jrg13 at PSU.EDU
Thu Jan 7 20:48:31 CST 1999
>Consider this: while scientists may have concluded that the hybrid
>represented un unpredictable potential threat to either or both parent
>species (not an unreasonable conclusion, since there *are* species that
>have suffered from hybridization - genetic purity aside, there's also the
>possibility of mating interference and/or ecological competition, which one
>would expect the scientists also took into account),
None of these issues appear to have been evaluated, or even the
converse that some hybrid introgression may have been "good"
in some way for the survivial of the combined lineages.
why do you *assume*
>that it was these same scientists who decided to kill the hybrids, rather
>than some administrator(s) whose job was to act on the scientists' reports?
I would have to admit that possibility as I have been unable to obtain the
information necessary to know. I have made an assumption that may not
>This would seem more in keeping with how the real world operates
>(scientists make recommendations, but administrators make *policy*),
If I understand the institutional infrastructure the people who are
administrators are themselves people with formal scientific
> Besides which, it would not really be hard to argue that this was
>essentially the only approach that *guaranteed* that the hybrid(s) would
>not pose a threat to the continued existence of the parent species.
Trouble with this particular situation is that there was no scientific
argument presented to support the proposition that there was
any real threat as such. About 10% of all bird species are known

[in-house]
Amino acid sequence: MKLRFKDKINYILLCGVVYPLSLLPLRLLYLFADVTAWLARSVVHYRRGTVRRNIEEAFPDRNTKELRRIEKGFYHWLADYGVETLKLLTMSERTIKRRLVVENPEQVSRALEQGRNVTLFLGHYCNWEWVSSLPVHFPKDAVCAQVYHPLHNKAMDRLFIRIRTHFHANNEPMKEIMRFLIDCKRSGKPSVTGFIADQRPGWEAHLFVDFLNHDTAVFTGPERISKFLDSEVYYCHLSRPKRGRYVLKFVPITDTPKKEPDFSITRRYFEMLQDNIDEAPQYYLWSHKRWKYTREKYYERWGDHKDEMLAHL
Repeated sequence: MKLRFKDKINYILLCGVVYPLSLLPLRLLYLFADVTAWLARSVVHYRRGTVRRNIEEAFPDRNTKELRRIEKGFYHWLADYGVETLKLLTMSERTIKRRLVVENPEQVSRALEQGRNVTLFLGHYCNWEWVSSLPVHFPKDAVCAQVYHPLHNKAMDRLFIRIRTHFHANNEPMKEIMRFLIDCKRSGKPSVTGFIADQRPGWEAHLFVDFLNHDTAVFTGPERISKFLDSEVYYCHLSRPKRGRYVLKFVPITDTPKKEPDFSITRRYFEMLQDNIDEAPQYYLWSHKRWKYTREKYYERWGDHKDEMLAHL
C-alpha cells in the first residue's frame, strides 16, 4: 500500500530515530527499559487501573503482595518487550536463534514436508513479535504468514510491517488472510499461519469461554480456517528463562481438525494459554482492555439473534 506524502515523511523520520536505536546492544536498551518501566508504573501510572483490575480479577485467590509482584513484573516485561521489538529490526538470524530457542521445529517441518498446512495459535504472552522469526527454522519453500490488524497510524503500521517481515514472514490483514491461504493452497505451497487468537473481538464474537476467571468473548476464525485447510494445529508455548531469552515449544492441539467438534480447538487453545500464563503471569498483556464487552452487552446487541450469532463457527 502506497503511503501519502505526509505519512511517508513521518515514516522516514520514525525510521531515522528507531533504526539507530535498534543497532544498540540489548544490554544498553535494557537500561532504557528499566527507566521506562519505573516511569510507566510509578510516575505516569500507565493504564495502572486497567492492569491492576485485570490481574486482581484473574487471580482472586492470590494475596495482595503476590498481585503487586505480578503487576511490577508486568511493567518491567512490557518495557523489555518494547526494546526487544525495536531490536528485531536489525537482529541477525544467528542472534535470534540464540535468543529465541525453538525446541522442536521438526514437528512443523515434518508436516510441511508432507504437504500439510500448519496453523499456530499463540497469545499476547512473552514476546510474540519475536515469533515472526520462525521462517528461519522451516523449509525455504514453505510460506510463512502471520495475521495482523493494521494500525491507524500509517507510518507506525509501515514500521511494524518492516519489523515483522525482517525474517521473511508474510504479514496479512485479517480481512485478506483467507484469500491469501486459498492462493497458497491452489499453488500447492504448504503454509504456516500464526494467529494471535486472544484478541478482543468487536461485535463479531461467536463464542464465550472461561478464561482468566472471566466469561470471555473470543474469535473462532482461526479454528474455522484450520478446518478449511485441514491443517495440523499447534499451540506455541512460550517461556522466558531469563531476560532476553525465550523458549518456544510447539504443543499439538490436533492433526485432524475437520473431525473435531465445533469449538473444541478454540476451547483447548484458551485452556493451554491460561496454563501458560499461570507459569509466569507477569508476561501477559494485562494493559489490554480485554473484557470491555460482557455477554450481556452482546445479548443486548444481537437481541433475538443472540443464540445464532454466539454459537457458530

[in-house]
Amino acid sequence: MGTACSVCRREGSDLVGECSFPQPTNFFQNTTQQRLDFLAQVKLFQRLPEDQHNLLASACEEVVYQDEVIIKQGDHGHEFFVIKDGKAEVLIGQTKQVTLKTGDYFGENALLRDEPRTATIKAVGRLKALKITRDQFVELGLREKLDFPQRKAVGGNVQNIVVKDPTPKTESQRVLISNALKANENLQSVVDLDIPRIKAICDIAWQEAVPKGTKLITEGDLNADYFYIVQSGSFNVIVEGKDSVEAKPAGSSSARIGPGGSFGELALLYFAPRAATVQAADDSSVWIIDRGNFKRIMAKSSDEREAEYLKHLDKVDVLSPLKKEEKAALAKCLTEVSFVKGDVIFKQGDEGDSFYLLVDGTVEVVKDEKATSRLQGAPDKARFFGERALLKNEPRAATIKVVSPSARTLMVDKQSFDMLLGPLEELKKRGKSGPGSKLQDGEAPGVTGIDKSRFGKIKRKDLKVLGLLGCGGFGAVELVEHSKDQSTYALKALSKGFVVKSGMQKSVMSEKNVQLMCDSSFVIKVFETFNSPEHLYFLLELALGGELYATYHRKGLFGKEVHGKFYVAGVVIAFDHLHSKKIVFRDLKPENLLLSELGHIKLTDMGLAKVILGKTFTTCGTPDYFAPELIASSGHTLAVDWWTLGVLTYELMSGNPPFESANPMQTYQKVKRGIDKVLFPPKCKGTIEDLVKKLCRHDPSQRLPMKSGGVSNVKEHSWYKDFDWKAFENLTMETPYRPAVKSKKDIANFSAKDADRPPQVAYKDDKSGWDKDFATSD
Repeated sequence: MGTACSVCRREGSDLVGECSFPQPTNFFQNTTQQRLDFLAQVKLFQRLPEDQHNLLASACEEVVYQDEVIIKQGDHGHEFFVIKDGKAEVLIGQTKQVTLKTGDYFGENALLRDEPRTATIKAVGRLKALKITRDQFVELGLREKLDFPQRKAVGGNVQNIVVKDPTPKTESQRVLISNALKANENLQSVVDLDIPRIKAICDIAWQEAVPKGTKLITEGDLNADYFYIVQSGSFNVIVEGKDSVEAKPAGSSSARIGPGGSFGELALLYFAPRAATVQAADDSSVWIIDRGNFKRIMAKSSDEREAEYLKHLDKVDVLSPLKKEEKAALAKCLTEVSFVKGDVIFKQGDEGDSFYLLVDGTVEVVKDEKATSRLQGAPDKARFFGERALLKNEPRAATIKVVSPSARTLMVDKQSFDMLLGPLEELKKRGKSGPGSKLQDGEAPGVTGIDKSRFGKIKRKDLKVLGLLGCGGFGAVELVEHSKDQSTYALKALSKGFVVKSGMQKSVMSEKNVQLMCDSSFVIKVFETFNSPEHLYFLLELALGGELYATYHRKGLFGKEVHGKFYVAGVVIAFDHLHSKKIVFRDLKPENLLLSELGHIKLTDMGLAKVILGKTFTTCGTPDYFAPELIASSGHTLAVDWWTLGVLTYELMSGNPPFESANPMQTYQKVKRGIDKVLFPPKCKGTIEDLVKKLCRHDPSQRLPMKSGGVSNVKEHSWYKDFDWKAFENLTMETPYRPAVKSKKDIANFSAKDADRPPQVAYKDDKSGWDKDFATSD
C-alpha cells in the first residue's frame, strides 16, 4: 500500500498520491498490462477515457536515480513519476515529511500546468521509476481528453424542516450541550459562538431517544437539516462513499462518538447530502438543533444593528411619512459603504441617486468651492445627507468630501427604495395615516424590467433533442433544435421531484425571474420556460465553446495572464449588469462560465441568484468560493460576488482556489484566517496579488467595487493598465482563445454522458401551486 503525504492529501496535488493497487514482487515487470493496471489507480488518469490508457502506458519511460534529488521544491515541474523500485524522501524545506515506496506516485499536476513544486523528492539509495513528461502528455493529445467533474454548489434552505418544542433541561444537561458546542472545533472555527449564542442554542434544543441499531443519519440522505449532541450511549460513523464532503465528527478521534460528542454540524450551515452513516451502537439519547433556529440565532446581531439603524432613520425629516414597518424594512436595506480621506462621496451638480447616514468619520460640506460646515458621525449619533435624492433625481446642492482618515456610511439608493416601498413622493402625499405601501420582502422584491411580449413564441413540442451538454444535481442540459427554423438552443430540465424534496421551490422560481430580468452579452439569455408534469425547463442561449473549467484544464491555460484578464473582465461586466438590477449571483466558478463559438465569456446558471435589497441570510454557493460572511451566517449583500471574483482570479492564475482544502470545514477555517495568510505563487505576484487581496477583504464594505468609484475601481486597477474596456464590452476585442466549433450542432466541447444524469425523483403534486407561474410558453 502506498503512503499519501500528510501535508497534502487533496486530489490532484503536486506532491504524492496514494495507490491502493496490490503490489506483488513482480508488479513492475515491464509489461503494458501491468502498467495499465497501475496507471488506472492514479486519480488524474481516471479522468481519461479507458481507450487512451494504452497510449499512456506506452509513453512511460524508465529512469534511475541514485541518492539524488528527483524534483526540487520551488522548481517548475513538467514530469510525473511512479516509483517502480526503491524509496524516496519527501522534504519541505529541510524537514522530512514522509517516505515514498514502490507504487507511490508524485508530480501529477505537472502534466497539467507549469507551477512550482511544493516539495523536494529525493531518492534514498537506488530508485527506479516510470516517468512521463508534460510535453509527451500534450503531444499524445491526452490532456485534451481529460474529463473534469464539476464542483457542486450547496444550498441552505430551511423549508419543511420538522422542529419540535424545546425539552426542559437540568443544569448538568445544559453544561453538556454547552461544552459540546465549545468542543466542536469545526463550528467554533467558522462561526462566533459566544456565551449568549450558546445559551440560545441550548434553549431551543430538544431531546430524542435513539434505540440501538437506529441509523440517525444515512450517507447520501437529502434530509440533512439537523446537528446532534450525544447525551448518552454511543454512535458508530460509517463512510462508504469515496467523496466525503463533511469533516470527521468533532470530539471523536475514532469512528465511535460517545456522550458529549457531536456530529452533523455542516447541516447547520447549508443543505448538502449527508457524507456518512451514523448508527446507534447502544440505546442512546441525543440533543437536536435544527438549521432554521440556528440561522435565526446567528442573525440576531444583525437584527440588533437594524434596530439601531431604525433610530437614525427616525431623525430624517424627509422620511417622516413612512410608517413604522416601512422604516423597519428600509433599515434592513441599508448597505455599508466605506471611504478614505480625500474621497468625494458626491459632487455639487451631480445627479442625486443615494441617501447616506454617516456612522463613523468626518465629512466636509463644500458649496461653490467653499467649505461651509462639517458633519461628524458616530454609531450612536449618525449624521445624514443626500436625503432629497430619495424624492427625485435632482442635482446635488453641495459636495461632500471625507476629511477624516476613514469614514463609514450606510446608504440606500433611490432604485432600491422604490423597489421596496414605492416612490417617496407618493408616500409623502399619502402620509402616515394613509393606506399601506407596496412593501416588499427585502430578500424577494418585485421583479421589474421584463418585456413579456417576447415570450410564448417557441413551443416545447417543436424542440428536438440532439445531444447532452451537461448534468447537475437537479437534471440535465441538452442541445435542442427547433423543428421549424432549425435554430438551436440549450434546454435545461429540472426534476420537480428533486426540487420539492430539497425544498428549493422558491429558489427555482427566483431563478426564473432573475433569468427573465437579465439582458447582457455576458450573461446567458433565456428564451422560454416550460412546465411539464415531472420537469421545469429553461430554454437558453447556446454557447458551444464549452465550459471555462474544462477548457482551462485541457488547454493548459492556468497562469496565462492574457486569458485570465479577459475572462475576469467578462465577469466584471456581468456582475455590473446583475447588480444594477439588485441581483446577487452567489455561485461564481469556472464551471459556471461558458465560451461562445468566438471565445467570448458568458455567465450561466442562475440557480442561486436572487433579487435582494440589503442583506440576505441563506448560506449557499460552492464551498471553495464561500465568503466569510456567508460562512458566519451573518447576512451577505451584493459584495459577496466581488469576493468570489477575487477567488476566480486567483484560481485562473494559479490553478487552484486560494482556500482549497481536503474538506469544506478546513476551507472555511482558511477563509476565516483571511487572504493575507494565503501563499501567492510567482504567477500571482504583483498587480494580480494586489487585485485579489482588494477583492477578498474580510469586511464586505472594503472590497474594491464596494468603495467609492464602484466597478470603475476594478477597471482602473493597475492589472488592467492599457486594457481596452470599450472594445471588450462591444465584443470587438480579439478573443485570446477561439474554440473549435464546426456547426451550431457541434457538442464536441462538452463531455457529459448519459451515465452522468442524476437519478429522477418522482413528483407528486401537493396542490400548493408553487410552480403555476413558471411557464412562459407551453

to hybridize, and then of course there is the question as to whether
such hybridizing entities are really different "species" (yes its
possible that they are, but again no scientific case was made).
>enough ecological disasters under our collective belts, maybe this is just
>a sign that some people are trying to think proactively and avoid problems
>before they have a chance to start.
In this case the only defined "problem" has been of an ideological nature (a
supposed purity as the ideal of a species). It may well be that there is
a good scientific reason to avoid further
hybridization, but there appears to have been no effort to make the
case. Any why shoot the bird. It could just as well have been removed
from the island and kept in a zoo for example.
It notably comes as no surprise that
>this would occur in New Zealand, the place with the most proactive
>"anti-exotic species" policy in the world (instead of a "black list" of
>banned species, they have a "white list" of *acceptable* species, and
>everything NOT on the list is banned).
This might be true, but policy has been poor in the past at least when
involving intorduction of biological controls without adequate
testing of their potential non-target impact.
In summary, I understand the sentiments expressed by Doug
Yanega, and some of his points have relevance, so much so that
its a shame that they were never addressed by the agency in question either
before or after the events). The situation appears to be one in
which decisions were
made without scientific rigour. I feel that if decisions are going to be
made about killing hybrids (or any biotic component) it is not
unreasonable to expect an open (pubic) scientific case to be made
so decisions are subject to peer review and critique. Instead the
opposite happened, and most people (involved with the
issue in New Zealand) are apparently happy that these conditions of
secrecy are appropriate for conservation biology.
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